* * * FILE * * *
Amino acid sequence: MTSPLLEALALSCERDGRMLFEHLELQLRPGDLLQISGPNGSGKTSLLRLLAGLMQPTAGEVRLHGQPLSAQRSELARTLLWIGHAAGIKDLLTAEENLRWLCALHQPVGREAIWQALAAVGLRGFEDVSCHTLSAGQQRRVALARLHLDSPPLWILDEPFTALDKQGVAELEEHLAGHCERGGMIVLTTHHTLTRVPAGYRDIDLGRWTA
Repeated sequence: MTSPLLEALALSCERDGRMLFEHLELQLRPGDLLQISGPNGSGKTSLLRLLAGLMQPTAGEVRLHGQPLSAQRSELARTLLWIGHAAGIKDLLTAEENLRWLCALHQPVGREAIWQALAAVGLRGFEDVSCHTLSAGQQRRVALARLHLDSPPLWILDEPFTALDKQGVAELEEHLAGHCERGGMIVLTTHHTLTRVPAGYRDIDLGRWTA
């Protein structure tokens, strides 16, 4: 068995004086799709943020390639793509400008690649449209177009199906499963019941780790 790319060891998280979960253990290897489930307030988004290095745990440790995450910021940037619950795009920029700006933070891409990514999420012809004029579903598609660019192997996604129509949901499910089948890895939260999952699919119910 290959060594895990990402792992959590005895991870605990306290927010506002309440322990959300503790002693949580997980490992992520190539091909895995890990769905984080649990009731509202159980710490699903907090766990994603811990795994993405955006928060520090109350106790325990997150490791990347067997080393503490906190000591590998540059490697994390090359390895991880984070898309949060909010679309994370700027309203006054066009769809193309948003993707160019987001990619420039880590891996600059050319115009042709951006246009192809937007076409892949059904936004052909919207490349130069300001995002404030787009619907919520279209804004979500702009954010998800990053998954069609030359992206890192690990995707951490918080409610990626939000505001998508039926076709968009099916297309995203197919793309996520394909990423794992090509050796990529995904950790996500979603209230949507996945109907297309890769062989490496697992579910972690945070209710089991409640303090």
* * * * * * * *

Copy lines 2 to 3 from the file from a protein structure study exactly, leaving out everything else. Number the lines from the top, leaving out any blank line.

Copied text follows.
Repeated sequence: MTSPLLEALALSCERDGRMLFEHLELQLRPGDLLQISGPNGSGKTSLLRLLAGLMQPTAGEVRLHGQPLSAQRSELARTLLWIGHAAGIKDLLTAEENLRWLCALHQPVGREAIWQALAAVGLRGFEDVSCHTLSAGQQRRVALARLHLDSPPLWILDEPFTALDKQGVAELEEHLAGHCERGGMIVLTTHHTLTRVPAGYRDIDLGRWTA
């Protein structure tokens, strides 16, 4: 068995004086799709943020390639793509400008690649449209177009199906499963019941780790 790319060891998280979960253990290897489930307030988004290095745990440790995450910021940037619950795009920029700006933070891409990514999420012809004029579903598609660019192997996604129509949901499910089948890895939260999952699919119910 290959060594895990990402792992959590005895991870605990306290927010506002309440322990959300503790002693949580997980490992992520190539091909895995890990769905984080649990009731509202159980710490699903907090766990994603811990795994993405955006928060520090109350106790325990997150490791990347067997080393503490906190000591590998540059490697994390090359390895991880984070898309949060909010679309994370700027309203006054066009769809193309948003993707160019987001990619420039880590891996600059050319115009042709951006246009192809937007076409892949059904936004052909919207490349130069300001995002404030787009619907919520279209804004979500702009954010998800990053998954069609030359992206890192690990995707951490918080409610990626939000505001998508039926076709968009099916297309995203197919793309996520394909990423794992090509050796990529995904950790996500979603209230949507996945109907297309890769062989490496697992579910972690945070209710089991409640303090």